Oxford in talks with Friedberg Genizah Project

Talks are about participating in initiative to match dispersed fragments of documents from Cairo Genizah.

June 2, 2013 23:08
1 minute read.
Maimonides’ Commentary on the Mishna in his own hand, is from the Lewis-Gibson Genizah Collection.

Manuscript Rashi script old looking 370. (photo credit: Courtesy of the Governors of Westminster College, )


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Oxford is in talks with Israel’s Friedberg Genizah Project about participating in an initiative to match widely dispersed fragments of documents found in the Cairo Genizah a century ago, a spokeswoman for the university’s Bodleian Library told The Jerusalem Post on Friday.

Head of communications Suzanne de la Rosa said, “Here at Oxford’s Bodleian Libraries, we have digitized all of our Genizah fragments which are freely available online. We are happy to participate in scholarly projects using the collection.”

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She was responding to a statement by Prof. Ya’acov Choueka of the Genizah Project to the effect that Oxford has been unwilling to provide scans of its manuscripts, which Choueka says are incredibly important to his work.

Talks with the university “did not come to a happy end,” Choueka told the Post on Thursday.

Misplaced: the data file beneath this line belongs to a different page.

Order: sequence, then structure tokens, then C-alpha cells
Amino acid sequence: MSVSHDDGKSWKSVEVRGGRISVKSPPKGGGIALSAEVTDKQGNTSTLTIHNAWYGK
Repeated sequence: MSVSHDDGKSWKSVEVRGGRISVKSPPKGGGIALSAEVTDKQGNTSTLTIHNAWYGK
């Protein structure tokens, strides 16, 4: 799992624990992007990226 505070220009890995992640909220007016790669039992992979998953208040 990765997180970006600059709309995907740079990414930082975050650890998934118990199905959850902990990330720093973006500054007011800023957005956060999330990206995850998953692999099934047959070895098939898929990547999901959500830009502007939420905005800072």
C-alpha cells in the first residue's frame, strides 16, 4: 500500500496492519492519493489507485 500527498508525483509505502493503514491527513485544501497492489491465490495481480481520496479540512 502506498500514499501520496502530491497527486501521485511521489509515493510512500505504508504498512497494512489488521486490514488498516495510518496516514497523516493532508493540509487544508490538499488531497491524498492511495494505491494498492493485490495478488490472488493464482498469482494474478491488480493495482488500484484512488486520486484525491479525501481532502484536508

The Cairo Geniza was the document storehouse of the Ben-Ezra Synagogue in Fustat, a suburb of Cairo until it was swallowed by the Egyptian capital’s urban sprawl. The documents there were in large part carted off to England but significant collections are also held in libraries and universities around the globe.

The Genizah Project, in collaboration with Tel Aviv University, which has donated use of it’s computing infrastructure, says that it has achieved a breakthrough in matching disparate pieces of manuscript together using high speed computational analysis.

However, de la Rosa said that the Israeli computer scientist did not accurately represent the position of her institution.

“The Bodleian Libraries have been approached by the Friedberg Genizah Project and we are still in negotiations with them about participation in this project,” she wrote.

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